Sun. Apr 18th, 2021

MANILA – The proposed amendments to the Anti-Money Laundering Act of 2001 (AMLA) and Human Security Act (HSA) of 2007 would help the government achieve its target to raise the country’s investment grade credit rating to A level within the next two years, Malacañang said on Tuesday.

Presidential Spokesperson Salvador Panelo said Bangko Sentral ng Pilipinas Governor and Anti-Money Laundering Council Chairperson Benjamin Diokno presented the proposed legislative amendments to AMLA or Republic Act 9160 and Human Security Act 9372 during the 47th Cabinet meeting held at Malacañan Palace on Monday night.

“The successful passage of key amendments to the AMLA and the Human Security Act, according to Gov. Diokno, will complement or boost our efforts towards an A-credit rating for the country,” Panelo said in a Palace press briefing.

Panelo, however, did not elaborate the proposed amendments pitched by Diokno.

S&P Global Ratings in 2019 upgraded the Philippines’ long-term sovereign credit rating from “BBB” to “BBB+”, two notches above the minimum investment grade.

Higher credit ratings translate to lower borrowing costs and favorable investment environment that will support economic growth.

In January, Diokno said getting an “A” credit rating within the next two years is achievable since the government continues to push for more structural reforms and the development of infrastructure.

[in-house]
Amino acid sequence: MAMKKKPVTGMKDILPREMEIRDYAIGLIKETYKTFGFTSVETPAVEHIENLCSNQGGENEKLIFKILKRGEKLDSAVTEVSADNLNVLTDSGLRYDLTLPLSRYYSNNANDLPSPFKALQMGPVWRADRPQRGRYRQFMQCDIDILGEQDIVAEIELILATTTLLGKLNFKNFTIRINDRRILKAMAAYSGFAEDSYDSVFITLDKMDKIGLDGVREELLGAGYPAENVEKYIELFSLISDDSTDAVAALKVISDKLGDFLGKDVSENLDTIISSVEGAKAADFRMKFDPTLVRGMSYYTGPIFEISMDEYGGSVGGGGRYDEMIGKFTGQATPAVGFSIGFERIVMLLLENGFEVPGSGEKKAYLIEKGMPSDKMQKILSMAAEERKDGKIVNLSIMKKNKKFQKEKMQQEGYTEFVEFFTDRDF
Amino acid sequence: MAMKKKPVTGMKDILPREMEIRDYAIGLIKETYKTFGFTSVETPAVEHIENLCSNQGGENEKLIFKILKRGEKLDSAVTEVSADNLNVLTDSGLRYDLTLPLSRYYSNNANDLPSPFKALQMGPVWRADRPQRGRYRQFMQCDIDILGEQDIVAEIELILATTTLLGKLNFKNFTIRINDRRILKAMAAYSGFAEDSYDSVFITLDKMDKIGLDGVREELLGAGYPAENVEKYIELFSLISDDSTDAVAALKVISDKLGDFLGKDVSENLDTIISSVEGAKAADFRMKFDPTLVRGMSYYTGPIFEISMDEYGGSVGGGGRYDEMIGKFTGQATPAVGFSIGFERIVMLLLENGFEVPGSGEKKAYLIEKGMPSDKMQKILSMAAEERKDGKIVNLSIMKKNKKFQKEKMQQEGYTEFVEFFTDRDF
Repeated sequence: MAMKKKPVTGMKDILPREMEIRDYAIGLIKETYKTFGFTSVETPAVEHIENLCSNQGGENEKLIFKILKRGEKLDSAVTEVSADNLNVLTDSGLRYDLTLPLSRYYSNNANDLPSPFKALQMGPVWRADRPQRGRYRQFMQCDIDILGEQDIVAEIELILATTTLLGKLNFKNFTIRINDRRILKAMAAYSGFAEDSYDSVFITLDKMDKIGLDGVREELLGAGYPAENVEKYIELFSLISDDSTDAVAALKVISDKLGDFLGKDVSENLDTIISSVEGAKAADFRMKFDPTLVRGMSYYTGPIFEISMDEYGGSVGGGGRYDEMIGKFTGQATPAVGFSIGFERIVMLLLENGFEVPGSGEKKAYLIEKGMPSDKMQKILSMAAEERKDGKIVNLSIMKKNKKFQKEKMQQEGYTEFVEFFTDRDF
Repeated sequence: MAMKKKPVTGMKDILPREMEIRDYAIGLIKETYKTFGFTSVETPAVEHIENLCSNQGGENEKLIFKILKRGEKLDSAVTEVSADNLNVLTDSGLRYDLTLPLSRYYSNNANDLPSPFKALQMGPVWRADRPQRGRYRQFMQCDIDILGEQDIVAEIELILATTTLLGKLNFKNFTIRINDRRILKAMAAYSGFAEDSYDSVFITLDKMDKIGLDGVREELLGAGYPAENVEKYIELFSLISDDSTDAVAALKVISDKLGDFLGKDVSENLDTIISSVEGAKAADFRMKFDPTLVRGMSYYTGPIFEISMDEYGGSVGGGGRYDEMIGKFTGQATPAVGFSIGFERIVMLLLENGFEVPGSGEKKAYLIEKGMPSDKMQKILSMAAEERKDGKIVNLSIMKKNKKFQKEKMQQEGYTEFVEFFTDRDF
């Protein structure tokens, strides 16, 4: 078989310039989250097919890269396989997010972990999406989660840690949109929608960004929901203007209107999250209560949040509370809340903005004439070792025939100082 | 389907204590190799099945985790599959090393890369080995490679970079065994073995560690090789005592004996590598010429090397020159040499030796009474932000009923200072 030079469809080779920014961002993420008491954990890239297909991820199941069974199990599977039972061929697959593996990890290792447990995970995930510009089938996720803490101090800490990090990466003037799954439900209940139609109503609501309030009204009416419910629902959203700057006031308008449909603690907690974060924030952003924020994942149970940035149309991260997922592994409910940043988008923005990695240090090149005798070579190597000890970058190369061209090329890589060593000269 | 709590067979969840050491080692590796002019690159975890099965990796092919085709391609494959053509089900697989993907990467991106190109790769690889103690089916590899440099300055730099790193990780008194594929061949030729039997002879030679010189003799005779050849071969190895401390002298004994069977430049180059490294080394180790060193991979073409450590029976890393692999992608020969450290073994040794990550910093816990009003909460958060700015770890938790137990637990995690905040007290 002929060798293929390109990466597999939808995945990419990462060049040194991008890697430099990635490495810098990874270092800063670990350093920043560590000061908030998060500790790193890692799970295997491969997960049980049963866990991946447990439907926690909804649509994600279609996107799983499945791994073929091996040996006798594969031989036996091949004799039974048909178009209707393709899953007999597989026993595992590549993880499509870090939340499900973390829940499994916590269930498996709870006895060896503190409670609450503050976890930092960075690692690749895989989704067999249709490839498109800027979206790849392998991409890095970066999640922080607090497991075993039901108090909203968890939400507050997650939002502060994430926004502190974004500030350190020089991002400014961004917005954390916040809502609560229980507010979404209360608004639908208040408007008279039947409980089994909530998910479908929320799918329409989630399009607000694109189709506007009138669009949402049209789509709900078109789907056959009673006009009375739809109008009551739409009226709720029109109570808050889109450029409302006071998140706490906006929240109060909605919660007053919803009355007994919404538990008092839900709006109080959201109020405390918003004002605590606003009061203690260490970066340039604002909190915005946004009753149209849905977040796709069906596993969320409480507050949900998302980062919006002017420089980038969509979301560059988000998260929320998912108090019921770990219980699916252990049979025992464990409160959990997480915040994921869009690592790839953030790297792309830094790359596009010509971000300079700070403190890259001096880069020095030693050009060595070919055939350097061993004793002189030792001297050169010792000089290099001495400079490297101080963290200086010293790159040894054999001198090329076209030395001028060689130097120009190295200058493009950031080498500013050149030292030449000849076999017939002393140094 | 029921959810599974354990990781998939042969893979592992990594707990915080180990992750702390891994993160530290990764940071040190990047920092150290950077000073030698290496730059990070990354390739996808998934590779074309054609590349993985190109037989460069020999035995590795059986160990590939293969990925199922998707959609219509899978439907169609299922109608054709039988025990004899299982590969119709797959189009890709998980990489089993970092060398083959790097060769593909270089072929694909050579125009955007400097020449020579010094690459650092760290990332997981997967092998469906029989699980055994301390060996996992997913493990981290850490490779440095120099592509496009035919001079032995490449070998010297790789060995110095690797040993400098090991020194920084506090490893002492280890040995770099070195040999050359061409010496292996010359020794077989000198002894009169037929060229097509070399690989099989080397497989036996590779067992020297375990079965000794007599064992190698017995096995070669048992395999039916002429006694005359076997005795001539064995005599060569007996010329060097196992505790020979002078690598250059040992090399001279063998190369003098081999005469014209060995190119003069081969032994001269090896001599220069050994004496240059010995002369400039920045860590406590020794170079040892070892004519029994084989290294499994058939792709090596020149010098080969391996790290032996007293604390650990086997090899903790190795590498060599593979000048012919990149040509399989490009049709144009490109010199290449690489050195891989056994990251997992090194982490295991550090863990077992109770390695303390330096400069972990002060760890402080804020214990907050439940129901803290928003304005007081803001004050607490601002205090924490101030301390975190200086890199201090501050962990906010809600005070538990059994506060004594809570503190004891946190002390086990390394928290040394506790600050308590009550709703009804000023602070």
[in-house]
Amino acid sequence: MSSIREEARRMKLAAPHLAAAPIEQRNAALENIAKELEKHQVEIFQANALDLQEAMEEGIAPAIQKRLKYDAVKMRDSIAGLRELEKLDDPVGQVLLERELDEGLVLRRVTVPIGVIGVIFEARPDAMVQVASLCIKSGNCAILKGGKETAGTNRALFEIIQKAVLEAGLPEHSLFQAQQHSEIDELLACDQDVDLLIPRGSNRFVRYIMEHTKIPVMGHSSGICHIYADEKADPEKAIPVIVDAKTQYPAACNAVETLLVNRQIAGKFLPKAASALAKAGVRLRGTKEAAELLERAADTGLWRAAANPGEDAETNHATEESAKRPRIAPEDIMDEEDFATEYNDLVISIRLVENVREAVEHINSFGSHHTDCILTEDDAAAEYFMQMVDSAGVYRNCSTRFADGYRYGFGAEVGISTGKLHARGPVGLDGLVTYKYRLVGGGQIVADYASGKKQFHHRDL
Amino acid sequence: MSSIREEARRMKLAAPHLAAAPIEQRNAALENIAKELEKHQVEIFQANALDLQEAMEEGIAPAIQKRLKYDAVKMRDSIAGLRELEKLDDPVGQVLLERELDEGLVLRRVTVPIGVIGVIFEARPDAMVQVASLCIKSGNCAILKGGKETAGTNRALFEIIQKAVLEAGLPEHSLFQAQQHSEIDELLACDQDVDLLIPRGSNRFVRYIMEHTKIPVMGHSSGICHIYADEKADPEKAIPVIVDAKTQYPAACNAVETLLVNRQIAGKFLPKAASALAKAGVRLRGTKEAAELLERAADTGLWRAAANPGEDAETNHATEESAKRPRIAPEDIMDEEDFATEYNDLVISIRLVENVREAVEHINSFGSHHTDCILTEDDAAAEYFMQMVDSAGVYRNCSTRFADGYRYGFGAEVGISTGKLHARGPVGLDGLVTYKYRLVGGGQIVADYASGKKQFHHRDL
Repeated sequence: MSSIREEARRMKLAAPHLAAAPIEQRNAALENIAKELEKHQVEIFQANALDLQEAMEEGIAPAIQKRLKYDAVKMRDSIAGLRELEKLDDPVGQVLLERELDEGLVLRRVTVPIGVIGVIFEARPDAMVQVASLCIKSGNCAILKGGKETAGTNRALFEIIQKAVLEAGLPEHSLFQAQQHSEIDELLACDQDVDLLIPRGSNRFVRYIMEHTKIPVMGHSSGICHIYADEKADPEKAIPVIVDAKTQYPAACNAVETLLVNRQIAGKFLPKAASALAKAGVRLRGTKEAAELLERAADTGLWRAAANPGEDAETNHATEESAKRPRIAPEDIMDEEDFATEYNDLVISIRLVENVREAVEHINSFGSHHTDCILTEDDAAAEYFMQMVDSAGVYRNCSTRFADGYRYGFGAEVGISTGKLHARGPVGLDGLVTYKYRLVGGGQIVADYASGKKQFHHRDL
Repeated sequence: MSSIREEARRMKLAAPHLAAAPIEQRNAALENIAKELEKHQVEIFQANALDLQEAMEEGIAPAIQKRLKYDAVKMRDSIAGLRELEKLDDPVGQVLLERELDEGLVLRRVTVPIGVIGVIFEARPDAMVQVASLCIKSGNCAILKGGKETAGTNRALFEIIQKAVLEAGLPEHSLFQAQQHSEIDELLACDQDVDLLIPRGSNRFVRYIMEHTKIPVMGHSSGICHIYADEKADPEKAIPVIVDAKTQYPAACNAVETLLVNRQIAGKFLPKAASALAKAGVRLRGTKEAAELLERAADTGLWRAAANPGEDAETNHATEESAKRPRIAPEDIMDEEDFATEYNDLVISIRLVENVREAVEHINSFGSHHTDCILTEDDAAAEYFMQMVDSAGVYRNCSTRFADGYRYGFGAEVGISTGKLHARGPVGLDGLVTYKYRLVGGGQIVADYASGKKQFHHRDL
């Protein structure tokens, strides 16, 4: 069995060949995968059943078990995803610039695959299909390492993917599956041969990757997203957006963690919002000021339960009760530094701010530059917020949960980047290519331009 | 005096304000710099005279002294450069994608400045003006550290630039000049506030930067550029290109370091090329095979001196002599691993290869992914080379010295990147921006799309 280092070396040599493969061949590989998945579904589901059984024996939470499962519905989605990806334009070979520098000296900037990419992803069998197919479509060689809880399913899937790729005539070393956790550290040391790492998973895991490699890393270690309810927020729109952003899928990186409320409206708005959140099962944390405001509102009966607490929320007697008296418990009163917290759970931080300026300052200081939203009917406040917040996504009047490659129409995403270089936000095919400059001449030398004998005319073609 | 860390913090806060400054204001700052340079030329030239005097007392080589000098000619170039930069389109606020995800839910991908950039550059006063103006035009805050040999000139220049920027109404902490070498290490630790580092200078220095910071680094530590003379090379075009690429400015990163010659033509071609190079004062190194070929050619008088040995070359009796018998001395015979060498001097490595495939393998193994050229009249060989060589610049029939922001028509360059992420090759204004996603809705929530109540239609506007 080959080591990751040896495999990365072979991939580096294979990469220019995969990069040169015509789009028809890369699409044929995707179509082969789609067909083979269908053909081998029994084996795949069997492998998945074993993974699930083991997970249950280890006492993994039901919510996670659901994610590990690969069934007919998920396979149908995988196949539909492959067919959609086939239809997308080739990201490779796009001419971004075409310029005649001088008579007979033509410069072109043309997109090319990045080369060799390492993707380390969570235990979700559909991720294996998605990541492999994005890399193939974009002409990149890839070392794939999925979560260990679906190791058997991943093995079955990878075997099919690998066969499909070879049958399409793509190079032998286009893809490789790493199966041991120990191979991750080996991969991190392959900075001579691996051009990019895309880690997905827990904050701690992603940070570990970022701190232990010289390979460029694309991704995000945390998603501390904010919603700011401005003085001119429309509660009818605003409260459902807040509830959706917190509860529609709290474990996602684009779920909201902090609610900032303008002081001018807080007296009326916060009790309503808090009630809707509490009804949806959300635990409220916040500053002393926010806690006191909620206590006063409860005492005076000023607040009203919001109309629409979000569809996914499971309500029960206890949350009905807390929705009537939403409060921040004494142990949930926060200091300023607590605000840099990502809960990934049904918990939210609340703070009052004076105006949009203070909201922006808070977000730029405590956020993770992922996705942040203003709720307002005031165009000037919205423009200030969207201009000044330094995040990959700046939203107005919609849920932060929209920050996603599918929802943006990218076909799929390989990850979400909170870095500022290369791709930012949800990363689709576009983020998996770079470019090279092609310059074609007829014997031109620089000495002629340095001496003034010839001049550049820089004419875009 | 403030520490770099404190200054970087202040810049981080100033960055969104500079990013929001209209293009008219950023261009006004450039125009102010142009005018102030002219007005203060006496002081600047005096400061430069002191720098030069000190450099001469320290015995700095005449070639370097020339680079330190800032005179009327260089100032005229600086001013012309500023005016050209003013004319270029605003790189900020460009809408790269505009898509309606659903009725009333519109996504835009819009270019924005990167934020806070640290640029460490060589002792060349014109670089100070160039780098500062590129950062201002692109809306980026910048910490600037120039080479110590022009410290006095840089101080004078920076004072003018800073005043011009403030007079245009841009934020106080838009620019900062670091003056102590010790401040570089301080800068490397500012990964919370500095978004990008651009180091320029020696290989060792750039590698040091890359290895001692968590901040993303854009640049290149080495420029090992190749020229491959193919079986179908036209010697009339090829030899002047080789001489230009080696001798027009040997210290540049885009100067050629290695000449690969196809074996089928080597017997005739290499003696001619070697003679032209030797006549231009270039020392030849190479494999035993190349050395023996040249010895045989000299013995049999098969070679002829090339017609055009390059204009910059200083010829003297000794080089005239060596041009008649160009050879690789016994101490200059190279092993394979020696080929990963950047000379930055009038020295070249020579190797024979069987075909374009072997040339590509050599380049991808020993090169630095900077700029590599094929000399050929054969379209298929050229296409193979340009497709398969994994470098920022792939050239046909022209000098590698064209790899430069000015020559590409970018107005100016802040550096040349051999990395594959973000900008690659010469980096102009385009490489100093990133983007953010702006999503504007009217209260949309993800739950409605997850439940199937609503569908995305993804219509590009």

Diokno also stressed that introducing amendments to AMLA and HSA would make the country compliant with international anti-money laundering and counter-terrorism financing standards.

AMLA aims to protect and preserve the integrity and confidentiality of bank accounts and to ensure that the Philippines will not be used as a money laundering site for the proceeds of any unlawful activity.

HSA, on the other hand, seeks to fight terrorism through a comprehensive approach comprising political, economic, diplomatic, military and legal means.

Debt watcher Fitch Ratings in February raised its outlook on the Philippines to “positive” from “stable” due to its “very strong” macroeconomic story.

It means the Philippines’ current “BBB” rating could be upgraded to “A” once certain criteria are met. (PNA)

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